(Read more: Restaurants' big bet to get you to spend more)
The posts appear to be content provided by a third-party vendor.
McDonald's defended the posting in a statement issued Monday afternoon.
"Portions of this website continue to be taken entirelyout of context," McDonald's statement said. "This website provides useful information from respected third-parties about many topics, among them health and wellness. It also includes information from experts about healthy eating and making balanced choices. McDonald's agrees with this advice."
The company also noted that it has added healthier menu options in recent years, including "oatmeal, grilled chicken, egg whites and real-fruit smoothies."
It was the latest in a series of gaffes involving the site.
Last month, the company detailed tipping advice for workers, many of whom make around minimum wage. It listed pricey suggestions for tipping au pairs, personal fitness trainers and pool cleaners from etiquette maven Emily Post—advice it removed after a CNBC inquiry. McDonald's told CNBC the post was third-party material and said it would "continue to review the resource and will ask the vendor to make changes as needed."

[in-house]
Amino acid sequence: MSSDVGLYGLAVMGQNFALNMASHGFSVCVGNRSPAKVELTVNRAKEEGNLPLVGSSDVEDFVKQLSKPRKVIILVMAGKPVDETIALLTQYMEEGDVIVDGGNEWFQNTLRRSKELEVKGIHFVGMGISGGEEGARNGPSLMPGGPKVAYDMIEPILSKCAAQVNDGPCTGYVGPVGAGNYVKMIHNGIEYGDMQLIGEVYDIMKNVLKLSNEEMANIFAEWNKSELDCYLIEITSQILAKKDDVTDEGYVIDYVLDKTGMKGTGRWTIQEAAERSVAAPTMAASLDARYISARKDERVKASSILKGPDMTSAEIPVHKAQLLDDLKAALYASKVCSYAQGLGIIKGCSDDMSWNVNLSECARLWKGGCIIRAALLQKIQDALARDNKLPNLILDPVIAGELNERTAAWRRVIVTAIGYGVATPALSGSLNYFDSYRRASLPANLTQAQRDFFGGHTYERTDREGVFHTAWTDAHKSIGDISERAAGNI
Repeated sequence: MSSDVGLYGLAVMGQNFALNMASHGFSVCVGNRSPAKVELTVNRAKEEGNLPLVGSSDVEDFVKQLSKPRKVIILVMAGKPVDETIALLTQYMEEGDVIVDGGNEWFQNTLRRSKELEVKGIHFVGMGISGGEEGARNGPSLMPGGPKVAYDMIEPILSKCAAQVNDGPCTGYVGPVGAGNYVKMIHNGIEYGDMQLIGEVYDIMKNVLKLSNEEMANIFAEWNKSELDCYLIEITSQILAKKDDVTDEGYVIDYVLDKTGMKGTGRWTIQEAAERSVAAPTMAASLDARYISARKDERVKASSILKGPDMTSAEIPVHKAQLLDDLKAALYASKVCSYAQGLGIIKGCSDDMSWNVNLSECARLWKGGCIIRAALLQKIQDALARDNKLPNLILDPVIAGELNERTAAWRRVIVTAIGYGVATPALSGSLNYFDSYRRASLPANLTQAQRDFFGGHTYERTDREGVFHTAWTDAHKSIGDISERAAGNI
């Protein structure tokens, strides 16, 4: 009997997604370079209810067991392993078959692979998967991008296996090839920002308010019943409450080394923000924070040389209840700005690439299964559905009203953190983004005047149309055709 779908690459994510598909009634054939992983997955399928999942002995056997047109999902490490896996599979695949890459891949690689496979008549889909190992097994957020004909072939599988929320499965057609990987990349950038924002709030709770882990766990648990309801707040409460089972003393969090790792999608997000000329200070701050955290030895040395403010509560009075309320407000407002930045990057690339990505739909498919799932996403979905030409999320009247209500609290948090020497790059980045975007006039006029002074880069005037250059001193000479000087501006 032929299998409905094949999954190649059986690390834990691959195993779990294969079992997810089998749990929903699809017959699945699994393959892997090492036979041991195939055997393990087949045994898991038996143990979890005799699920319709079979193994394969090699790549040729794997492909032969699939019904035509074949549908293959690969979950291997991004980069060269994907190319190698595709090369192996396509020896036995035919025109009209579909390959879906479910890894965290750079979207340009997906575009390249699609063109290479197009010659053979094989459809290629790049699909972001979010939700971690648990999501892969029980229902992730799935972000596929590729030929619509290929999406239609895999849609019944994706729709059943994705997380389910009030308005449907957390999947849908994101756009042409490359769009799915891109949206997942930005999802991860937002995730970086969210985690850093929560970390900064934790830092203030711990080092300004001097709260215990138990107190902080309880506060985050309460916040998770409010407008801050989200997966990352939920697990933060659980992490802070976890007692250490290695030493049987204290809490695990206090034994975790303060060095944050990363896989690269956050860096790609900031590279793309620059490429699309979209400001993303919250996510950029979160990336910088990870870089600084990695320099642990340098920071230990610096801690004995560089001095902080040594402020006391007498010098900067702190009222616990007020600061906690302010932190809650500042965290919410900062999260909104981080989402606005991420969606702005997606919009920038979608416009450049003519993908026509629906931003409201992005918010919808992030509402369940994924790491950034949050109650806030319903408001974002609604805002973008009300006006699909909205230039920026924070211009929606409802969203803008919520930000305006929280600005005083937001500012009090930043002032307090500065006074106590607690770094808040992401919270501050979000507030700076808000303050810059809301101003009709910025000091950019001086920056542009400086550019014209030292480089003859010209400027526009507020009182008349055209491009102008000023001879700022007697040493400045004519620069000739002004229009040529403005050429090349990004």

(Read more: McDonald's out-of-touch tipping advice)
Although the McResource Line is nominally a site for employees, it is accessible via a registration process that does not actually verify employee credentials, meaning anyone can register for it by providing a username and email address and selecting a McDonald's region.
This advice is available on McDonald's site at a time when the fast-food giant has been working hard to distance itself from fast-food's reputation as bad for you, adding more fruits and vegetables and fat-free chocolate milk.
At its annual shareholder meeting in late May, McDonald's CEO Don Thompson defended his company's food, saying, "We don't sell junk food."
McDonald's also saw backlash after it advised employees to get out of holiday debt by returning unopened purchases and after it published a budget guide that included no money for heat and $20 a month for health care.